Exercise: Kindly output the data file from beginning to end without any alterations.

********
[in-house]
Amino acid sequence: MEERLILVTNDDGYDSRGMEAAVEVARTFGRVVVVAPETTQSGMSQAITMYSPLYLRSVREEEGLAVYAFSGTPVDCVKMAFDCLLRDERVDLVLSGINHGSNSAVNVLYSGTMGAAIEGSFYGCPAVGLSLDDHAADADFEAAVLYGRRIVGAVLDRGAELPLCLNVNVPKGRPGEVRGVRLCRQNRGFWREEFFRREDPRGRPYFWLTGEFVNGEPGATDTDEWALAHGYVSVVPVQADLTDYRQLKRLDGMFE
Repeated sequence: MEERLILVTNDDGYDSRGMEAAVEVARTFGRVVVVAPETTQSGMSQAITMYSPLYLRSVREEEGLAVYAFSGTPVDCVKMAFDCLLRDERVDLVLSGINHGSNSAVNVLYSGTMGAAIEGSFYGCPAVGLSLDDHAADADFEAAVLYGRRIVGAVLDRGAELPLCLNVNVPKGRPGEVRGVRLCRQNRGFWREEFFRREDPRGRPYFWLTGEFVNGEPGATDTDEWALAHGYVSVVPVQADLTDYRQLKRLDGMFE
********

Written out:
[in-house]
Amino acid sequence: MEERLILVTNDDGYDSRGMEAAVEVARTFGRVVVVAPETTQSGMSQAITMYSPLYLRSVREEEGLAVYAFSGTPVDCVKMAFDCLLRDERVDLVLSGINHGSNSAVNVLYSGTMGAAIEGSFYGCPAVGLSLDDHAADADFEAAVLYGRRIVGAVLDRGAELPLCLNVNVPKGRPGEVRGVRLCRQNRGFWREEFFRREDPRGRPYFWLTGEFVNGEPGATDTDEWALAHGYVSVVPVQADLTDYRQLKRLDGMFE
Repeated sequence: MEERLILVTNDDGYDSRGMEAAVEVARTFGRVVVVAPETTQSGMSQAITMYSPLYLRSVREEEGLAVYAFSGTPVDCVKMAFDCLLRDERVDLVLSGINHGSNSAVNVLYSGTMGAAIEGSFYGCPAVGLSLDDHAADADFEAAVLYGRRIVGAVLDRGAELPLCLNVNVPKGRPGEVRGVRLCRQNRGFWREEFFRREDPRGRPYFWLTGEFVNGEPGATDTDEWALAHGYVSVVPVQADLTDYRQLKRLDGMFE